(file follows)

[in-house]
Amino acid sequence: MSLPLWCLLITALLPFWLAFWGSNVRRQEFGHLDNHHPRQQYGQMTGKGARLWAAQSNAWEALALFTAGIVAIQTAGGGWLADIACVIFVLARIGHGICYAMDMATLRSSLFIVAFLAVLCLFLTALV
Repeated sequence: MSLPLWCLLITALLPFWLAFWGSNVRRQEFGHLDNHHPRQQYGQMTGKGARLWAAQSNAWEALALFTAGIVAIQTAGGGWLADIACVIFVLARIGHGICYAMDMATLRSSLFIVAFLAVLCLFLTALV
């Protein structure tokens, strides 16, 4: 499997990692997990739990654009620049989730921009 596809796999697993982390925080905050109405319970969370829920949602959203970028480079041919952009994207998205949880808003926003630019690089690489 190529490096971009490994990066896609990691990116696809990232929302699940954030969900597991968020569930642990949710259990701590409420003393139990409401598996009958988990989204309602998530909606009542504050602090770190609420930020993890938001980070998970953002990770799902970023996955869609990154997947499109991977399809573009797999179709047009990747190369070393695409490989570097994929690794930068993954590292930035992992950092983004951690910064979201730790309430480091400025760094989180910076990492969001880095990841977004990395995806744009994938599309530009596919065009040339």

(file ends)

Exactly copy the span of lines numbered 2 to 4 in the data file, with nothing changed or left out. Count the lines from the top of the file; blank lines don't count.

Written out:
Amino acid sequence: MSLPLWCLLITALLPFWLAFWGSNVRRQEFGHLDNHHPRQQYGQMTGKGARLWAAQSNAWEALALFTAGIVAIQTAGGGWLADIACVIFVLARIGHGICYAMDMATLRSSLFIVAFLAVLCLFLTALV
Repeated sequence: MSLPLWCLLITALLPFWLAFWGSNVRRQEFGHLDNHHPRQQYGQMTGKGARLWAAQSNAWEALALFTAGIVAIQTAGGGWLADIACVIFVLARIGHGICYAMDMATLRSSLFIVAFLAVLCLFLTALV
């Protein structure tokens, strides 16, 4: 499997990692997990739990654009620049989730921009 596809796999697993982390925080905050109405319970969370829920949602959203970028480079041919952009994207998205949880808003926003630019690089690489 190529490096971009490994990066896609990691990116696809990232929302699940954030969900597991968020569930642990949710259990701590409420003393139990409401598996009958988990989204309602998530909606009542504050602090770190609420930020993890938001980070998970953002990770799902970023996955869609990154997947499109991977399809573009797999179709047009990747190369070393695409490989570097994929690794930068993954590292930035992992950092983004951690910064979201730790309430480091400025760094989180910076990492969001880095990841977004990395995806744009994938599309530009596919065009040339």